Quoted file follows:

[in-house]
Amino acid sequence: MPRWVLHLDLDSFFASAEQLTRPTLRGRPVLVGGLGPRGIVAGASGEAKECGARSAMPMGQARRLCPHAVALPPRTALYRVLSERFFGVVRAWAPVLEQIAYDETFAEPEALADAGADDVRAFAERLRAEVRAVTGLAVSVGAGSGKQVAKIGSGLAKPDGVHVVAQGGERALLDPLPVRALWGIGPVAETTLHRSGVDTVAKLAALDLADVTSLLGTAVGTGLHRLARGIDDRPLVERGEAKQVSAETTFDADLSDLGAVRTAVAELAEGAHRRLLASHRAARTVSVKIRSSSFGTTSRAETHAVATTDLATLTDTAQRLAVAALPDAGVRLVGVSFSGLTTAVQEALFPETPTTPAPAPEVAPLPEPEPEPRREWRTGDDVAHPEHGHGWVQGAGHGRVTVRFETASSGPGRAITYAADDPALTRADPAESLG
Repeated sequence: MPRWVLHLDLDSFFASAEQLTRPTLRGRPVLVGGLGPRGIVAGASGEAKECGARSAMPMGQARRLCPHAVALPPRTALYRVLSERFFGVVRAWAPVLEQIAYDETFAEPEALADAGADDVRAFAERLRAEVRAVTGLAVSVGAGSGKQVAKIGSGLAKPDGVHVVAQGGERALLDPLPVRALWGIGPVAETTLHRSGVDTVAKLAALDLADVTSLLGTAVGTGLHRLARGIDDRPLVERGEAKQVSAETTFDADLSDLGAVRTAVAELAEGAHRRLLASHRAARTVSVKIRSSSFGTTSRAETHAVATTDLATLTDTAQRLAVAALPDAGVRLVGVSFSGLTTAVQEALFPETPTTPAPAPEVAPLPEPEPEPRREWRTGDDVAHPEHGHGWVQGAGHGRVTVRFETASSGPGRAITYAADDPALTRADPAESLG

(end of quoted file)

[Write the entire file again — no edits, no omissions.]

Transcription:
[in-house]
Amino acid sequence: MPRWVLHLDLDSFFASAEQLTRPTLRGRPVLVGGLGPRGIVAGASGEAKECGARSAMPMGQARRLCPHAVALPPRTALYRVLSERFFGVVRAWAPVLEQIAYDETFAEPEALADAGADDVRAFAERLRAEVRAVTGLAVSVGAGSGKQVAKIGSGLAKPDGVHVVAQGGERALLDPLPVRALWGIGPVAETTLHRSGVDTVAKLAALDLADVTSLLGTAVGTGLHRLARGIDDRPLVERGEAKQVSAETTFDADLSDLGAVRTAVAELAEGAHRRLLASHRAARTVSVKIRSSSFGTTSRAETHAVATTDLATLTDTAQRLAVAALPDAGVRLVGVSFSGLTTAVQEALFPETPTTPAPAPEVAPLPEPEPEPRREWRTGDDVAHPEHGHGWVQGAGHGRVTVRFETASSGPGRAITYAADDPALTRADPAESLG
Repeated sequence: MPRWVLHLDLDSFFASAEQLTRPTLRGRPVLVGGLGPRGIVAGASGEAKECGARSAMPMGQARRLCPHAVALPPRTALYRVLSERFFGVVRAWAPVLEQIAYDETFAEPEALADAGADDVRAFAERLRAEVRAVTGLAVSVGAGSGKQVAKIGSGLAKPDGVHVVAQGGERALLDPLPVRALWGIGPVAETTLHRSGVDTVAKLAALDLADVTSLLGTAVGTGLHRLARGIDDRPLVERGEAKQVSAETTFDADLSDLGAVRTAVAELAEGAHRRLLASHRAARTVSVKIRSSSFGTTSRAETHAVATTDLATLTDTAQRLAVAALPDAGVRLVGVSFSGLTTAVQEALFPETPTTPAPAPEVAPLPEPEPEPRREWRTGDDVAHPEHGHGWVQGAGHGRVTVRFETASSGPGRAITYAADDPALTRADPAESLG